(Reuters) – U.S. holiday sales jumped 8.3% last year to record their best growth in at least 19 years, as consumers used their stimulus checks to splurge on gifts, the National Retail Federation (NRF) said on Friday.
The retail group said holiday sales, including e-commerce, grew to $789.4 billion, beating it’s forecast of between 3.6% and 5.2% growth.
The sales jump last year was more than double the 3.5% average holiday growth over the previous five years, including 2019’s 4% gain, NRF said.
“The promise of a new round of stimulus checks after a deal was struck before Christmas helped increase consumer confidence,” NRF Chief economist Jack Kleinhenz said.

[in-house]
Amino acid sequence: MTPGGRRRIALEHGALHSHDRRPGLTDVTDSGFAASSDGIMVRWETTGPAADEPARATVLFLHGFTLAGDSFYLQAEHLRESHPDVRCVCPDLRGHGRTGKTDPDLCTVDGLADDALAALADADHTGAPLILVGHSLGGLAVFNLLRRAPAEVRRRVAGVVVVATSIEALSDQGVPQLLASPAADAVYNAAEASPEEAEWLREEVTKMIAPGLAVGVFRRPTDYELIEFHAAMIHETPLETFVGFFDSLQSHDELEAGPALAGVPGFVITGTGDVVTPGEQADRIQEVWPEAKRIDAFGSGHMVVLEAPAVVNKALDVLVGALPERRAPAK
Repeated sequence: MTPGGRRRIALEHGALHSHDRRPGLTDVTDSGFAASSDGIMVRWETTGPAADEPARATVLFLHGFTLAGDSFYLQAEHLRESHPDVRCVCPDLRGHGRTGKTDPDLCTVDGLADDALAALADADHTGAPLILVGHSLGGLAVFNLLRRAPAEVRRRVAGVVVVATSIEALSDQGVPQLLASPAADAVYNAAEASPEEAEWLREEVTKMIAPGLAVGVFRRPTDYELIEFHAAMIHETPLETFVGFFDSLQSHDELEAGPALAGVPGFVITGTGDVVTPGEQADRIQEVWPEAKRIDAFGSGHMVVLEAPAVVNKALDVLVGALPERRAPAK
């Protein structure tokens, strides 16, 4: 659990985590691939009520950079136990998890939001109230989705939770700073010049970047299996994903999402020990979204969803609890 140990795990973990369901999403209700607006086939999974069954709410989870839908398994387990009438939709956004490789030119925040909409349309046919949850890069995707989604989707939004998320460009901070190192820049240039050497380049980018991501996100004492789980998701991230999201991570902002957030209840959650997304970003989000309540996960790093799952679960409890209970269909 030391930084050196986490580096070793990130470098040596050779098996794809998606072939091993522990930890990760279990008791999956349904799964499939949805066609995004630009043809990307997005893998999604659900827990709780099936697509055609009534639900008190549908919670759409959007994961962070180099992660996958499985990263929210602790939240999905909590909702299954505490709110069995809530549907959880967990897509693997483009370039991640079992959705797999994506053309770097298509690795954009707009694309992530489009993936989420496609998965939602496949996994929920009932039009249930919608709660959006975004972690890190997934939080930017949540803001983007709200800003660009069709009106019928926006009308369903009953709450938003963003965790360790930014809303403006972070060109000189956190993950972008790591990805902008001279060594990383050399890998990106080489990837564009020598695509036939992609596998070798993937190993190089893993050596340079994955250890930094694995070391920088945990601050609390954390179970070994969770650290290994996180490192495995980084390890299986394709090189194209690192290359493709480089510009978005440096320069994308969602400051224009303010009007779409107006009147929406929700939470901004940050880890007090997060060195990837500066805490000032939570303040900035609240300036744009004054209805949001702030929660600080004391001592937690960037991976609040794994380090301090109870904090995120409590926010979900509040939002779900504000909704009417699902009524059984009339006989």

Kleinhenz noted that Americans were able to spend more on gifts this year as they had saved more money from the stimulus checks on account of not being able to travel or eat out due to the lockdown restrictions.
Online and other non-store sales for the festive period were up 23.9% at $209 billion.
Consumers took advantage of curbside pickups and quick in-store trips as a bulk of gifts and other holiday-related items were bought during the third and fourth weeks of December, when it became late to expect deliveries of online purchases by Christmas, the NRF said.
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